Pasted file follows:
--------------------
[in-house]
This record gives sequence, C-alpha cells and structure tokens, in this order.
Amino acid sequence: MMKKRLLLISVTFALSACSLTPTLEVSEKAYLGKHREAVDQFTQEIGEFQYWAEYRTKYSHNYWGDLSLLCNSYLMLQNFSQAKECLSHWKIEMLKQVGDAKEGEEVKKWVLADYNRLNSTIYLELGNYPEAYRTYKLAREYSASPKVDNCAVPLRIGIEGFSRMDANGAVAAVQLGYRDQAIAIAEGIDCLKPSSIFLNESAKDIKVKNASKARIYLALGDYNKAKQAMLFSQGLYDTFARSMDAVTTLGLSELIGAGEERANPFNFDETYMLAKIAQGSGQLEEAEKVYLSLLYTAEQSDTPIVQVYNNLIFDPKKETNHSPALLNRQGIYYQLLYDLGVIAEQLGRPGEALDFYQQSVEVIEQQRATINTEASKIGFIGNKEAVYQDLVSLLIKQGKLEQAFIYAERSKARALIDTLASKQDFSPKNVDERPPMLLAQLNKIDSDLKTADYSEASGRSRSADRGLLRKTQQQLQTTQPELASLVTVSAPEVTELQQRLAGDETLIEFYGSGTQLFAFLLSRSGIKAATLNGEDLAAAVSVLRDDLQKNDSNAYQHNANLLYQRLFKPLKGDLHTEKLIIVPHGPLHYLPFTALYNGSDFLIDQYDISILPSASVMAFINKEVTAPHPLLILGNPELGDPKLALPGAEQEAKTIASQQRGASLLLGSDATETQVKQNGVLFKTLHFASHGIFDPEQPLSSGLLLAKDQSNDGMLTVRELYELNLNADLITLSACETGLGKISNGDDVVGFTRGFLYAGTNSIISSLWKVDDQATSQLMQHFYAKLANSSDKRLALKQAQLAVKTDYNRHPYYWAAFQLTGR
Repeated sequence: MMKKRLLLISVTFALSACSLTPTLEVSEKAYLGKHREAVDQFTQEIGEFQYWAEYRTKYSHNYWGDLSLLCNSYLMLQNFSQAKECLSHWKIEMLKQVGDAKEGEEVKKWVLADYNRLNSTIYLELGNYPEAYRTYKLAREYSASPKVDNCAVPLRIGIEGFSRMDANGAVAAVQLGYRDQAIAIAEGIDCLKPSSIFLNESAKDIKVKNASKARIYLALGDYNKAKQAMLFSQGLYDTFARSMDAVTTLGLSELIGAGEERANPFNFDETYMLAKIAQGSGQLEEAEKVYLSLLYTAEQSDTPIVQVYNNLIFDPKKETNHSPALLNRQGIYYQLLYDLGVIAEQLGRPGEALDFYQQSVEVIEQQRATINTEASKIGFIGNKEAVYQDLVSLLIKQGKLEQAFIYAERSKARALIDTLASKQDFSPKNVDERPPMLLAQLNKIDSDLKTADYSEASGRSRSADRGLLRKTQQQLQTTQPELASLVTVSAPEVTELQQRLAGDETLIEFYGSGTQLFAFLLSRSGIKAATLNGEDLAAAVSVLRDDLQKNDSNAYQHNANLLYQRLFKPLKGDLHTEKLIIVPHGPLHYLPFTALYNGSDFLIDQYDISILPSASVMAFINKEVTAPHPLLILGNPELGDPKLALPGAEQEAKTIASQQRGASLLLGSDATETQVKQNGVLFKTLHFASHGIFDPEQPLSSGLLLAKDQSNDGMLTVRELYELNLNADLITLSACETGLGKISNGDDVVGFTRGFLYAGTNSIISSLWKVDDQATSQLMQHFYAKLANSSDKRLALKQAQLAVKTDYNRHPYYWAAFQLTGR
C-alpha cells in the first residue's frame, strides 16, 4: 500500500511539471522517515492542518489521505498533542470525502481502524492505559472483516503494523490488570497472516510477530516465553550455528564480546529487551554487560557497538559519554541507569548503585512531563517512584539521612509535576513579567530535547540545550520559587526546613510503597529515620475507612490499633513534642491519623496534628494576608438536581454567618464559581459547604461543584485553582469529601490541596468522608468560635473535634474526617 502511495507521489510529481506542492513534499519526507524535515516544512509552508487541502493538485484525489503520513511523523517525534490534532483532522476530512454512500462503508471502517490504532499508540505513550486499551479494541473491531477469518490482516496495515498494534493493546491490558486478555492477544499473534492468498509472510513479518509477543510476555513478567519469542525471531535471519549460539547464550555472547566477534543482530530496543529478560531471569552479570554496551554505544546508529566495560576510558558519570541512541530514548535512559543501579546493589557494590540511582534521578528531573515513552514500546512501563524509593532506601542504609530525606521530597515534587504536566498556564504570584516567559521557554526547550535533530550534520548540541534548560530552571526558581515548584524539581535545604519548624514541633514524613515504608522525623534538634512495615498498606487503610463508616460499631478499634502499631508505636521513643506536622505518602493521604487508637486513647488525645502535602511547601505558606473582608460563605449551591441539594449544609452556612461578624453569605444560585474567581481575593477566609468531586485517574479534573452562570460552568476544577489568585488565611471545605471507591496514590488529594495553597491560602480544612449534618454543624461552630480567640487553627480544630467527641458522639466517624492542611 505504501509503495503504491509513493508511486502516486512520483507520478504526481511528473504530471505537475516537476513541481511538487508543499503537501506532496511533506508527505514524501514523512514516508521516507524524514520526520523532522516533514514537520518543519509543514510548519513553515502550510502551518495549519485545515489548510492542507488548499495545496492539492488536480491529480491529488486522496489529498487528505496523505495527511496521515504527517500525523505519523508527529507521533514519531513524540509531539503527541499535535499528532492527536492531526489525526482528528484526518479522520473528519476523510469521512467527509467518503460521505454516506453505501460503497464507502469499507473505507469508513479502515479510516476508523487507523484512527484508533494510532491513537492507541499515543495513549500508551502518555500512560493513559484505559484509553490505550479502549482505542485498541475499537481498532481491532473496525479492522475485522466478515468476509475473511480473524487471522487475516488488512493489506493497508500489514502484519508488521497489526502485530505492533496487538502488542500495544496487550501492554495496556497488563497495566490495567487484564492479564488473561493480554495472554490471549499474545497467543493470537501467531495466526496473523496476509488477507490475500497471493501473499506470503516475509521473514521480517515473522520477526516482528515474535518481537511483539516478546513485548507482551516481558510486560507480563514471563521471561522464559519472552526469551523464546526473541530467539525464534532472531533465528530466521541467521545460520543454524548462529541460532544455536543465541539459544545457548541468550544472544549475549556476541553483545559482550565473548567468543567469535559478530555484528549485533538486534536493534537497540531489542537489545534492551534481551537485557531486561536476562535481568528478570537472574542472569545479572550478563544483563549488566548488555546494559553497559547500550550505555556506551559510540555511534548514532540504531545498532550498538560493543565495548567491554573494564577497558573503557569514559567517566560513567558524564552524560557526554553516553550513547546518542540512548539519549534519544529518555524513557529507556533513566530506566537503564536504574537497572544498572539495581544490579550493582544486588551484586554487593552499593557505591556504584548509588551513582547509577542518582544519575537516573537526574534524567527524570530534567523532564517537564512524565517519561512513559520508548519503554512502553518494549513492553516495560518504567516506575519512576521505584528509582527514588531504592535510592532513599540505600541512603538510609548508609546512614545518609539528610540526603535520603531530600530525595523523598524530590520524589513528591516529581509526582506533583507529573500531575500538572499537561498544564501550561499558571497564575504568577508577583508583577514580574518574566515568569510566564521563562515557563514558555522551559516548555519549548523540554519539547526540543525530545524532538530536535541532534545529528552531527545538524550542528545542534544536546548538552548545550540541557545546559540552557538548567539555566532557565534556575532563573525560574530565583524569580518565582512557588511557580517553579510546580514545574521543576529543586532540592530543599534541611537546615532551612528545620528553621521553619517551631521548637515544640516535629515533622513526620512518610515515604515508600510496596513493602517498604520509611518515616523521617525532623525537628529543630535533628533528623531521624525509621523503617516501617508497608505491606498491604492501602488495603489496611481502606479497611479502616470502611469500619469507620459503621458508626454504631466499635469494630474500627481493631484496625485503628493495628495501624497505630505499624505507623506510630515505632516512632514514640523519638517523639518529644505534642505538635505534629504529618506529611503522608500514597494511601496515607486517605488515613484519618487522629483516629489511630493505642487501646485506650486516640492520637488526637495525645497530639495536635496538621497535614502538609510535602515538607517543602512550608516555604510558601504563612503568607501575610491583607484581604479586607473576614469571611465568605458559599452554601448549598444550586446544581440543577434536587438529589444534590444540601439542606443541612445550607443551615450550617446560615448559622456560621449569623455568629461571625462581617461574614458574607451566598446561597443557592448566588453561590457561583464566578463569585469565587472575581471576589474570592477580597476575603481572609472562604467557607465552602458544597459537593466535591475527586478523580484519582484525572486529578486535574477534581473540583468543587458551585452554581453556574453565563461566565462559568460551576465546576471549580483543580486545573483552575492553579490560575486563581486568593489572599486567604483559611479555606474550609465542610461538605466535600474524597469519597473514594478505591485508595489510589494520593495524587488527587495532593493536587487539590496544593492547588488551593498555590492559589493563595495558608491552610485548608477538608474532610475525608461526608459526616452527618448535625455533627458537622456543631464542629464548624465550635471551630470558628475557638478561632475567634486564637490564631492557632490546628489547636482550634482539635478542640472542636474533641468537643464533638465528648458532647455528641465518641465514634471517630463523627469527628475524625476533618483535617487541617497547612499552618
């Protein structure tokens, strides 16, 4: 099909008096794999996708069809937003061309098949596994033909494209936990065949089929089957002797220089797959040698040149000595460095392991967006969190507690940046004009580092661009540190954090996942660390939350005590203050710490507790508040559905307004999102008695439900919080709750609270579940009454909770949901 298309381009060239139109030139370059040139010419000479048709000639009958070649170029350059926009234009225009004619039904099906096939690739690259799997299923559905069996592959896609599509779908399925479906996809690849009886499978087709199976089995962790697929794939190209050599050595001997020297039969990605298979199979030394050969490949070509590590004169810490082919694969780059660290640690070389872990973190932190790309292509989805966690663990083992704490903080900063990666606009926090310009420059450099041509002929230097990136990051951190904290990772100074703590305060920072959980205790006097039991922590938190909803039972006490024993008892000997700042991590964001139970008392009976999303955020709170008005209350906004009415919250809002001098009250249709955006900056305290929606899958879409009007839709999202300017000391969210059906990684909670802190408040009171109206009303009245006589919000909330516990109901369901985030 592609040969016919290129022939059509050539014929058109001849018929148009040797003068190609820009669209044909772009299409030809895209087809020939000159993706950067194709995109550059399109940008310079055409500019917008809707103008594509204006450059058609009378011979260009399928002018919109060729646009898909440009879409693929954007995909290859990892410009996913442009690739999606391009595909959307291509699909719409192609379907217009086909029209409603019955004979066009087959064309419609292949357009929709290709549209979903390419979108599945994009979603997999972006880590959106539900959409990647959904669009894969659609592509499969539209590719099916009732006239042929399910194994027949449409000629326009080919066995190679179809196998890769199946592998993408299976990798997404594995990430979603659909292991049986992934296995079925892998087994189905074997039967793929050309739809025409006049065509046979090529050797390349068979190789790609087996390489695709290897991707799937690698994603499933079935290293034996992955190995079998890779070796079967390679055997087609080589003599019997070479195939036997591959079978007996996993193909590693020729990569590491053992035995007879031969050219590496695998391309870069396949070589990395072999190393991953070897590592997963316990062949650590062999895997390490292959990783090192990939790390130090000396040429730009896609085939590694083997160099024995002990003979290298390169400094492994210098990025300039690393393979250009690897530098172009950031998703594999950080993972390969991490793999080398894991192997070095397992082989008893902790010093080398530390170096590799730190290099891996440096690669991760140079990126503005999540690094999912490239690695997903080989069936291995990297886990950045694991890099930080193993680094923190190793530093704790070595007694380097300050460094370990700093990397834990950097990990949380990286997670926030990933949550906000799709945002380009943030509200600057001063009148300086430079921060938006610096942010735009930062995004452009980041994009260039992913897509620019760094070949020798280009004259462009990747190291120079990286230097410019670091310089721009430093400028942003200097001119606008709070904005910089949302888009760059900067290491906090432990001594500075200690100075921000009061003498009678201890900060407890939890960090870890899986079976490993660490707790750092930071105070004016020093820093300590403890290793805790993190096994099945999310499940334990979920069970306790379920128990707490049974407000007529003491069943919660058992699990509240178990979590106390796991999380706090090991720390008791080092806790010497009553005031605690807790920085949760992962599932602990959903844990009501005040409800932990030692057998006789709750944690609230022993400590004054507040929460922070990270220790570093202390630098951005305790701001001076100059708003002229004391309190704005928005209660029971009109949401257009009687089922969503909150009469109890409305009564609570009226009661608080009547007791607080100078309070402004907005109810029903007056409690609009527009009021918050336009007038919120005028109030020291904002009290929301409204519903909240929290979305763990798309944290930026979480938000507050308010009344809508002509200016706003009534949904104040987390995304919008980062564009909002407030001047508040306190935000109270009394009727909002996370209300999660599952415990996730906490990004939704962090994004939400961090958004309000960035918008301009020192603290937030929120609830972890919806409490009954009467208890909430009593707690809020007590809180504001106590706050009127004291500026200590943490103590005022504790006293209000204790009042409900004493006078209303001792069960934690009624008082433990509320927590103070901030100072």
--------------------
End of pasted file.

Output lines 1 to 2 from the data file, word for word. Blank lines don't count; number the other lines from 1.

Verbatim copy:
[in-house]
This record gives sequence, C-alpha cells and structure tokens, in this order.